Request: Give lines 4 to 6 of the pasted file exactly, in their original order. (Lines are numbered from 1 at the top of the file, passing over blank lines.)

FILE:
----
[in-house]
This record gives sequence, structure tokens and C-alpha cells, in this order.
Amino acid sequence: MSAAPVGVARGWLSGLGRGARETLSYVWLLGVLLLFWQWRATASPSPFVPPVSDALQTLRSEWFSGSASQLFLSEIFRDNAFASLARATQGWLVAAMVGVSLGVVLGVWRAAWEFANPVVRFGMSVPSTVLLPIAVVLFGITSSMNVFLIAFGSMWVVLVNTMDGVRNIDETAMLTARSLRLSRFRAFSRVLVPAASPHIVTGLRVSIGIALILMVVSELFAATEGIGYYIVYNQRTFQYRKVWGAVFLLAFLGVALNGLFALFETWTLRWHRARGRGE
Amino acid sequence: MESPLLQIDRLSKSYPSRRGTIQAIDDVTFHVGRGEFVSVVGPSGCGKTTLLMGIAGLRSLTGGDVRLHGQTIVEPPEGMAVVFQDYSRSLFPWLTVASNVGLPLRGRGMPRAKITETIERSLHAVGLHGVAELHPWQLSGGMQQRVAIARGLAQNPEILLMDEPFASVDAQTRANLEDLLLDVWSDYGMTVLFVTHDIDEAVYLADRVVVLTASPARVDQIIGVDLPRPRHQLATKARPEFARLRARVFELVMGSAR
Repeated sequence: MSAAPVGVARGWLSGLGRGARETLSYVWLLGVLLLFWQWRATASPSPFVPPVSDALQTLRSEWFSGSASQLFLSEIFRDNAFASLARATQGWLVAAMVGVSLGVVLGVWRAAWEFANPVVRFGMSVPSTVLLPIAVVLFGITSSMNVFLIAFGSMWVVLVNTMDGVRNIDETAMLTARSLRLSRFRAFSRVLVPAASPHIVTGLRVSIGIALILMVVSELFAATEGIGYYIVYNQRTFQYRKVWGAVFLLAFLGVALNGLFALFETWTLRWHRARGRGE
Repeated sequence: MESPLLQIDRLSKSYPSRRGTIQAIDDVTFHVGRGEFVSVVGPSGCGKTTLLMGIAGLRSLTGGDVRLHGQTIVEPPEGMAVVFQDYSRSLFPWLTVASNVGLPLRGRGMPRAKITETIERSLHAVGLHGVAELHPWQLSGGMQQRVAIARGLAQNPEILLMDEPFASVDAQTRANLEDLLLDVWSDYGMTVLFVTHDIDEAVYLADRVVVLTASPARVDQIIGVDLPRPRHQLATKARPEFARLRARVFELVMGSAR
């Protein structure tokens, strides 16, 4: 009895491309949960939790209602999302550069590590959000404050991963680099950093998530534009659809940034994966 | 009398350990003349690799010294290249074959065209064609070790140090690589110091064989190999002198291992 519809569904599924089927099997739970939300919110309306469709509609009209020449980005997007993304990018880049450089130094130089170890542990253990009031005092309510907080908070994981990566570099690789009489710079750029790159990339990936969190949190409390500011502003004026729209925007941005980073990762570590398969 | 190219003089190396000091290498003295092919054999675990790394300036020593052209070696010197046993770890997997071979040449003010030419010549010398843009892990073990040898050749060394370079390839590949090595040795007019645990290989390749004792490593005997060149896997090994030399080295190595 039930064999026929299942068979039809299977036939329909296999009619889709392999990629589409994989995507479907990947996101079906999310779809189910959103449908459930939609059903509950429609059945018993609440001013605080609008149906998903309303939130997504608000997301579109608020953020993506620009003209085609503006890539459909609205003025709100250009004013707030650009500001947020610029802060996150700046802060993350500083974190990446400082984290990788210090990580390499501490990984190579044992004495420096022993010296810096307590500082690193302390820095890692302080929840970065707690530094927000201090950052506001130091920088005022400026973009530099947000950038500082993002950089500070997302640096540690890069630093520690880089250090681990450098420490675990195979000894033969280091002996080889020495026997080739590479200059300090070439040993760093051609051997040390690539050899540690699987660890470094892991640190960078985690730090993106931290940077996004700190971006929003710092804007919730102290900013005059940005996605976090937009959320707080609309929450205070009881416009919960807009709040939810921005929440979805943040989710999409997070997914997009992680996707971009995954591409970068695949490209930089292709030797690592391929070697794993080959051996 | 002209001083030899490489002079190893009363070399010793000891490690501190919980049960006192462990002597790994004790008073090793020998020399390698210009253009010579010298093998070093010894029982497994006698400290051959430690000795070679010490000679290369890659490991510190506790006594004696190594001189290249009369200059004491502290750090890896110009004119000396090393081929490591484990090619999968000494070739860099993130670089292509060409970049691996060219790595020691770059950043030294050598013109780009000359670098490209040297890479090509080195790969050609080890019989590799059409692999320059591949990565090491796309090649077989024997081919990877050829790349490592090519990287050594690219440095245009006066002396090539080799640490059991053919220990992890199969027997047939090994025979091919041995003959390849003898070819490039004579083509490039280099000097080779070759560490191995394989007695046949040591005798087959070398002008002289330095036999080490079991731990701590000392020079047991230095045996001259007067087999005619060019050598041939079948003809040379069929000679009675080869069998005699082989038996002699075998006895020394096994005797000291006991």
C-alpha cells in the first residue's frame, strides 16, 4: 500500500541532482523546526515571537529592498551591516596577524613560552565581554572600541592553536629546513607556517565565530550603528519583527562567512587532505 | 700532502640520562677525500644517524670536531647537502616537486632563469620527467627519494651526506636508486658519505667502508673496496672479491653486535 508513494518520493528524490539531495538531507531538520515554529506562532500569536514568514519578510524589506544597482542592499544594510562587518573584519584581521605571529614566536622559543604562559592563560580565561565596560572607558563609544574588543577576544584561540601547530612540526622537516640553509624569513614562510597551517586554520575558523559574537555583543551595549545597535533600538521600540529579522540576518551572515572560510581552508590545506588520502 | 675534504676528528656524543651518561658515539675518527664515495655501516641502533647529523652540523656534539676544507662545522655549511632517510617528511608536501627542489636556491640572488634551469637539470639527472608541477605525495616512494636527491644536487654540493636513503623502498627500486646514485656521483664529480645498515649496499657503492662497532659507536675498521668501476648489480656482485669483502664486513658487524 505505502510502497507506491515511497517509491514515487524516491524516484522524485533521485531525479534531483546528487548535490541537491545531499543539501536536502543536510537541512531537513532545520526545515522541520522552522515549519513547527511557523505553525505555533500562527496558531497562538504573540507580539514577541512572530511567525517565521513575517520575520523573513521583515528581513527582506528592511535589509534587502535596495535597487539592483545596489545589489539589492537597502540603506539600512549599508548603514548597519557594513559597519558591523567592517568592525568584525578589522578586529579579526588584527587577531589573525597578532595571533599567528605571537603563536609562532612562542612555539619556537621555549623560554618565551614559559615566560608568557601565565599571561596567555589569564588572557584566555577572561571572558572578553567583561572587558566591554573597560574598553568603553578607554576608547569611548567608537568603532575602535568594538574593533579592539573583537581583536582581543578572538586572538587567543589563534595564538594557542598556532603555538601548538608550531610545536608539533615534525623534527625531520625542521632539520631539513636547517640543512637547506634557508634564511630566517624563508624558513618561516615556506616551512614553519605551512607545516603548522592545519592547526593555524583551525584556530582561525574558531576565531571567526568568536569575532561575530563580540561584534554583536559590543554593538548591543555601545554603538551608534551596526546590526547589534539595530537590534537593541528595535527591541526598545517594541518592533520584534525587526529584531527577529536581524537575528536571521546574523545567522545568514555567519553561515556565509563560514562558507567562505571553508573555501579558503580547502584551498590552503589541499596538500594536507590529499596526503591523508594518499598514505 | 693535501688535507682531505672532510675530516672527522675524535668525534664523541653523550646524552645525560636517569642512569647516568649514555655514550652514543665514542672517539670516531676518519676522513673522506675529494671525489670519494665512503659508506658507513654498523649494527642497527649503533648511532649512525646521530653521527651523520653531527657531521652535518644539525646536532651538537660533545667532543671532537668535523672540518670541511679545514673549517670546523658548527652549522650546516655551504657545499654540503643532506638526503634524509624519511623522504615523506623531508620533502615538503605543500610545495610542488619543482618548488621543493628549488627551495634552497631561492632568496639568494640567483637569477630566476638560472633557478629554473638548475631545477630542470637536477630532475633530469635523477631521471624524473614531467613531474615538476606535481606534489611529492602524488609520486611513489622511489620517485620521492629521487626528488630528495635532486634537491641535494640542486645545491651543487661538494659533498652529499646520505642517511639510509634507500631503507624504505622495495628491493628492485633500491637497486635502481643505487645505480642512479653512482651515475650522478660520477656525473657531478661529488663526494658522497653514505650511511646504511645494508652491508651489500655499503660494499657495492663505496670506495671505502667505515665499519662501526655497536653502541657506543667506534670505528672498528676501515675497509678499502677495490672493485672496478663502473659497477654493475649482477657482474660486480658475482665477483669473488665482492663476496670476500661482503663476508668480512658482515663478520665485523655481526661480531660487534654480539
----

Amino acid sequence: MESPLLQIDRLSKSYPSRRGTIQAIDDVTFHVGRGEFVSVVGPSGCGKTTLLMGIAGLRSLTGGDVRLHGQTIVEPPEGMAVVFQDYSRSLFPWLTVASNVGLPLRGRGMPRAKITETIERSLHAVGLHGVAELHPWQLSGGMQQRVAIARGLAQNPEILLMDEPFASVDAQTRANLEDLLLDVWSDYGMTVLFVTHDIDEAVYLADRVVVLTASPARVDQIIGVDLPRPRHQLATKARPEFARLRARVFELVMGSAR
Repeated sequence: MSAAPVGVARGWLSGLGRGARETLSYVWLLGVLLLFWQWRATASPSPFVPPVSDALQTLRSEWFSGSASQLFLSEIFRDNAFASLARATQGWLVAAMVGVSLGVVLGVWRAAWEFANPVVRFGMSVPSTVLLPIAVVLFGITSSMNVFLIAFGSMWVVLVNTMDGVRNIDETAMLTARSLRLSRFRAFSRVLVPAASPHIVTGLRVSIGIALILMVVSELFAATEGIGYYIVYNQRTFQYRKVWGAVFLLAFLGVALNGLFALFETWTLRWHRARGRGE
Repeated sequence: MESPLLQIDRLSKSYPSRRGTIQAIDDVTFHVGRGEFVSVVGPSGCGKTTLLMGIAGLRSLTGGDVRLHGQTIVEPPEGMAVVFQDYSRSLFPWLTVASNVGLPLRGRGMPRAKITETIERSLHAVGLHGVAELHPWQLSGGMQQRVAIARGLAQNPEILLMDEPFASVDAQTRANLEDLLLDVWSDYGMTVLFVTHDIDEAVYLADRVVVLTASPARVDQIIGVDLPRPRHQLATKARPEFARLRARVFELVMGSAR